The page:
life · Poetry · Reading · Writing

A Favorite Memory: Meeting Philip Levine, Poet Laureate

I have wanted to write this post for a while now, but I kept procrastinating, waiting for the right moment to write about the time I met Philip Levine. When I found out that he passed away last Saturday from pancreatic cancer, I knew it was the time to write this post.

Philip Levine was the United States Poet Laureate from 2011-2012. He visited Saint Leo University on April 9th, 2012, during National Poetry Month. He read some of his poetry in the campus library, but I have stronger memories of the after-event.

The Saint Leo University English department was invited to the library’s basement for a conversation with Philip Levine. I remember sitting in the second row, diagonally to his left. I listened to him speak about how he got by in blue-collar Detroit, and how those experiences shaped his poetry. He spoke about his classmates, Robert Lowell and John Berryman, also poets, and the effects they had on him and his writing. He talked about good poems, and how “most poems are bad.”

What struck me the most was when he spoke so nonchalantly about being a Poet Laureate, as if the title was just a simple happening of his life. Levine was a man who truly cared about the medium, not the fancy titles.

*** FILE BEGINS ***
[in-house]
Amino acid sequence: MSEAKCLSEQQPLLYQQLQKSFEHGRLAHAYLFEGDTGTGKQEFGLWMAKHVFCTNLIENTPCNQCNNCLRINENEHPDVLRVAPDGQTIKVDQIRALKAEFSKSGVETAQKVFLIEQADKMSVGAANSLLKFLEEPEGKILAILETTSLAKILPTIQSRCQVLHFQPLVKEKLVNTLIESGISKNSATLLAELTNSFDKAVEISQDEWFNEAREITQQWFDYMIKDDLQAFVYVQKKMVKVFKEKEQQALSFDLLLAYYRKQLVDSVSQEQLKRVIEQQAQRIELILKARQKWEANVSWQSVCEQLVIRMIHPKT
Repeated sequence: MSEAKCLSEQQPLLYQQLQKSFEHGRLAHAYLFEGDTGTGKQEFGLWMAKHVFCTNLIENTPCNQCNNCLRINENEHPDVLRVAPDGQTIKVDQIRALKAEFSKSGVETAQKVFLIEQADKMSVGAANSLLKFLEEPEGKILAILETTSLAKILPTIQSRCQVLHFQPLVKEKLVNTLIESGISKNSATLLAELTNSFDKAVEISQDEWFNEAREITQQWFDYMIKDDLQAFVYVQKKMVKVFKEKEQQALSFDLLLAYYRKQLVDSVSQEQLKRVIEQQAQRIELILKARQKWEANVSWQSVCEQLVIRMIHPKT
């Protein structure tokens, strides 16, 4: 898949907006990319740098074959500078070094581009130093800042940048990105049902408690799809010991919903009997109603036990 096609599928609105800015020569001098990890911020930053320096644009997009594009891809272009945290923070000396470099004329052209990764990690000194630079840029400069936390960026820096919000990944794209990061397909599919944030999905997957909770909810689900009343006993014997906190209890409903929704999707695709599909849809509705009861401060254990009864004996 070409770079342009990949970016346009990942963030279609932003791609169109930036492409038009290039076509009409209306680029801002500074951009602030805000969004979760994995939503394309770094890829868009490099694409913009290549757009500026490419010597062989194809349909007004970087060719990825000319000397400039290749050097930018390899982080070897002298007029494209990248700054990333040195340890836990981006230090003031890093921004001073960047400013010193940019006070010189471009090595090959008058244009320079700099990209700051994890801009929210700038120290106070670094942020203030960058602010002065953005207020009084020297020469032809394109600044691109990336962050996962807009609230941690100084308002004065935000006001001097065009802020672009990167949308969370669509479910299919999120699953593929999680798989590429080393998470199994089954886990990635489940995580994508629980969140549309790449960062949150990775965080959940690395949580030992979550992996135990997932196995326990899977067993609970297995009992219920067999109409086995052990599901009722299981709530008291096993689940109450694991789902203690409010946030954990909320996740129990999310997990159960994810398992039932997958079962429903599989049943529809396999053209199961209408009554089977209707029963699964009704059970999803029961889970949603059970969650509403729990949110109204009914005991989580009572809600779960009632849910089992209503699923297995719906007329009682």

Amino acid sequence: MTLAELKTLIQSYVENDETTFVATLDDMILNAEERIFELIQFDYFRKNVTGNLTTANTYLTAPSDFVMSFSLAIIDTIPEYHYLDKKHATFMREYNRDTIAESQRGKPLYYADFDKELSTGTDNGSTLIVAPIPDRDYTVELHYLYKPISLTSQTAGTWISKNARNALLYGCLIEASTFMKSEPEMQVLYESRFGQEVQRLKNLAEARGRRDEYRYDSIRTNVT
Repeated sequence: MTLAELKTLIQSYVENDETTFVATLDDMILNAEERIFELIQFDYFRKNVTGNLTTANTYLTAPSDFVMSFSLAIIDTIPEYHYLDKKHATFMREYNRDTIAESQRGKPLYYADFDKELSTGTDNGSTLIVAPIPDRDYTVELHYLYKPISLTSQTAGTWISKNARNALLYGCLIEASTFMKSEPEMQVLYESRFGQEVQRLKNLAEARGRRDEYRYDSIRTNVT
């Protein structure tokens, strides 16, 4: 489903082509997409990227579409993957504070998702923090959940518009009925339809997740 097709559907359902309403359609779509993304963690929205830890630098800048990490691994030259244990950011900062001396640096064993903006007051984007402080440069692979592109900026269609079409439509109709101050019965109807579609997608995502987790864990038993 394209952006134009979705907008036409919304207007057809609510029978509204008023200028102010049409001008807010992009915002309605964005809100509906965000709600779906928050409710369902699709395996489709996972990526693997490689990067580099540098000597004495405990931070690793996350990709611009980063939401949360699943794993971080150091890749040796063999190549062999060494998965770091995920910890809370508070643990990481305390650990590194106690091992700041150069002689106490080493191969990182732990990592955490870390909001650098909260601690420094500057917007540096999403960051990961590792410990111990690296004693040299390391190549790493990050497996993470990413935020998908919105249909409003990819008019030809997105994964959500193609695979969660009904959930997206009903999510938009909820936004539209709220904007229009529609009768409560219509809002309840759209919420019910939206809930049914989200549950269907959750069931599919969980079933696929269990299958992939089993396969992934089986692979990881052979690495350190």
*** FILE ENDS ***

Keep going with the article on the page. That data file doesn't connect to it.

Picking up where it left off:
When he signed my 1981 copy of One for the Rose, I remember his astonishment that I had such an old copy. I don’t remember his exact words; they were to the effect of “It’s been a long time since I’ve seen this.”

I will never forget what happened when the conversation concluded. After the two events, I was parched. I headed to the water cooler at the back of the room and grabbed a small paper cup. Just as it had filled up with water, I heard a voice behind me ask for a drink.

As I had not yet taken a sip from my cup, I turned around to hand it to the person behind me. Handing the cup of water to Philip Levine, I felt frozen in place. We shared greetings, and he went on his way. On the outside, I was calm, but on the inside, I was fan-girling. My hands were shaking as I filled my own cup.

Since then, Levine’s passion about his hometown, Detroit, has inspired my own passion in writing about my Massachusetts hometown of Southbridge.

America lost a great twentieth-century poet this weekend, but, like so many others before him, his words will live on.



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